The Relation Between Young Children's Memory and Metacognition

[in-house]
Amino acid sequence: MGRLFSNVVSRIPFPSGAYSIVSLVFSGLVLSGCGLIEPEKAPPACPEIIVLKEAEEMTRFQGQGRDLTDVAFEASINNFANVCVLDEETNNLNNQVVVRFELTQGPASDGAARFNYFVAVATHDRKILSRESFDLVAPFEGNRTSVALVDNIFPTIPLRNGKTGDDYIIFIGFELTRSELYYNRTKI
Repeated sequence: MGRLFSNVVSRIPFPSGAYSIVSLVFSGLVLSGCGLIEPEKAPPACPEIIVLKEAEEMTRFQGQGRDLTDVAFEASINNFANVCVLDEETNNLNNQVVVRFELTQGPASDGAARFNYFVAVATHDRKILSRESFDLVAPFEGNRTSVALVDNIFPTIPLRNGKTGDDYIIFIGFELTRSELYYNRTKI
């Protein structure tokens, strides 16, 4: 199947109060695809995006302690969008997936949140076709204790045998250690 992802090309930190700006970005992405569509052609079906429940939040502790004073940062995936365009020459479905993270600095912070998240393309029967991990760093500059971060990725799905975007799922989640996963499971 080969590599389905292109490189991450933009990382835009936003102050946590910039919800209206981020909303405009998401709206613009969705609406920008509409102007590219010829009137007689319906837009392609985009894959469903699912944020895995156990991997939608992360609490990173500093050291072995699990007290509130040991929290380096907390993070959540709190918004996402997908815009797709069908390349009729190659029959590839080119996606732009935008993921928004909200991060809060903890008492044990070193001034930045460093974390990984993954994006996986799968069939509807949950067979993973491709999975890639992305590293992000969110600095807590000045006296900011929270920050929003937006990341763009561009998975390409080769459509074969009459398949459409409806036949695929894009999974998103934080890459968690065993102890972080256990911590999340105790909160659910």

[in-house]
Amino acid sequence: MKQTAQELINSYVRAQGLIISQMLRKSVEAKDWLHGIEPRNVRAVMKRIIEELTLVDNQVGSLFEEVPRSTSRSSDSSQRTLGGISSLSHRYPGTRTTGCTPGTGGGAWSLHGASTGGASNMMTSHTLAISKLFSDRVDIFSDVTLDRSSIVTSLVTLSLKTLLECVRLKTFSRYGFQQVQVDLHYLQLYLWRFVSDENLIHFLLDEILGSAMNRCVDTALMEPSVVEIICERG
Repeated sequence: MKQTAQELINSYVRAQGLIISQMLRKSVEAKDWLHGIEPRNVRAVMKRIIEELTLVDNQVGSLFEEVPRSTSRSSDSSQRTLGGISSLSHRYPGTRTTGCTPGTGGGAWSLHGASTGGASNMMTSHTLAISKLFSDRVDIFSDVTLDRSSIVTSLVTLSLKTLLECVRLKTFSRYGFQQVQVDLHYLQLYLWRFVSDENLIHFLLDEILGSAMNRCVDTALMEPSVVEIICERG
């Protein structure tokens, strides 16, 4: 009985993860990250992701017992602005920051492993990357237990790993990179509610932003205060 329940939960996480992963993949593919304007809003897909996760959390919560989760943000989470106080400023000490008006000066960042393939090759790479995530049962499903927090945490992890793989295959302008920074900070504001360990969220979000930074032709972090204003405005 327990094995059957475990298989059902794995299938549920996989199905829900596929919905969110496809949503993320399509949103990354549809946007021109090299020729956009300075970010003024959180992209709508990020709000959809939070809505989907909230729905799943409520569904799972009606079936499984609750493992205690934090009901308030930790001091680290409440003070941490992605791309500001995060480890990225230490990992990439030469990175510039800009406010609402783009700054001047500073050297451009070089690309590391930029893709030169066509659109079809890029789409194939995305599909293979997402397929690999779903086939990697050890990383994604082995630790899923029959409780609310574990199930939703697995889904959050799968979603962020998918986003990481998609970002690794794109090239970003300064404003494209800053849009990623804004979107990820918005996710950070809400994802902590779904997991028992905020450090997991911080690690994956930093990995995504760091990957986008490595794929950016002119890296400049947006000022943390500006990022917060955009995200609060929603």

Prospective memory, the ability to remember to carry out future intentions (PM; Einstein & McDaniel, 1990) is a critical skill in children’s daily lives. Despite this, little is known about children’s awareness of their own PM ability and how this might be affected by the difficulty of a PM task. The current study sought to examine the effect of task difficulty on children’s predictions, postdictions, and actual PM performance. Four-to 6-year-old children (N = 132) completed an easy or difficult PM task and made predictions and postdictions before and after the task. Results showed that: (1) children’s PM increased with age and was worse in the difficult condition, (2) PM predictions and postdictions did not vary with age but PM postdictions were more accurate than PM predictions, and (3) PM postdictions were affected by difficulty of the PM task with children reporting having remembered to carry out their intention fewer times in the difficult compared to the easy condition. Overall, children’s PM postdictions were more accurate than their predictions, and difficulty of a PM task only affected children’s reflections (and not predictions) of their PM performance.